House Passes Bill Banning Imports From Xinjiang, China, Over Slave Labor Concerns

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Michael Ginsberg Congressional Correspondent
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The House of Representatives overwhelmingly voted on Wednesday night to pass the Uyghur Forced Labor Act, which prohibits Americans from importing goods made from forced labor in Xinjiang province of China.

The bill, sponsored by Democratic Massachusetts Rep. Jim McGovern, passed 428-1, with only Republican Kentucky Rep. Thomas Massie voting against it. A companion bill sponsored by Republican Florida Sen. Marco Rubio passed the Senate by voice vote in July. The House passed the same bill in September 2020, but the Senate did not take up the bill before the end of the previous congressional session. (RELATED: ‘Torture, Rape, Forced Sterilization’: Businesses Operating In Xinjiang, China, Could Violate US Law, State Dept. Says)

The House passed the bill under suspension of regular rules, due to its broad bipartisan support. The legislation was co-sponsored by 111 members from both parties.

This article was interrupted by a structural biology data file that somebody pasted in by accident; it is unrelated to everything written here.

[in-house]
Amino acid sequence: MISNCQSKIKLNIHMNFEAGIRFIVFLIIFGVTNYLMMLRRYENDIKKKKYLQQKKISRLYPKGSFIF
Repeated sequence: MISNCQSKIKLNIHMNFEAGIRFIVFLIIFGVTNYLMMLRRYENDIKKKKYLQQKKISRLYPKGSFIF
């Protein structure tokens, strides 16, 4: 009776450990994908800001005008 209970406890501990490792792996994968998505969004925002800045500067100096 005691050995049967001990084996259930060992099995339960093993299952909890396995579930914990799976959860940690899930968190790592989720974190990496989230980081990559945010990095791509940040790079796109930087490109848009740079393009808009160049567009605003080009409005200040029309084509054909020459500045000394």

“This is a strong, bipartisan bill with a simple purpose: to stop the government of China from exploiting the Uyghur people,” McGovern said in a statement. “In two months, the Chinese government will host the Winter Olympics in the middle of a genocide. We must take a clear moral position to stand with those who are suffering because of forced labor. No more business as usual. I am especially grateful to Speaker Pelosi for her longstanding and principled leadership on this issue and for getting it to the floor for a vote, and I urge the United States Senate to quickly pass this bill and get it to President Biden’s desk for his signature.”

Federal law prohibits the importation of products made with forced labor, and the Uyghur Forced Labor Prevention Act creates the presumption that all products made in Xinjiang are made with forced labor. If a firm wishes to import products from Xinjiang, it would be required to provide “clear and convincing evidence” that the products were not made with forced or convict labor.

Several major companies and trade groups, including Apple, Coca-Cola, and the U.S. Chamber of Commerce, lobbied against the bill. Seven Apple suppliers have been named in media reports as employing forced labor.

Both the Trump and Biden administrations determined that China is committing genocide against Uyghurs in Xinjiang, and is forcing Uyghurs and other ethnic minorities to participate in forced labor in factories run by the Chinese government. They are also reportedly subject to electric shock torture, organ harvesting, and mass rape.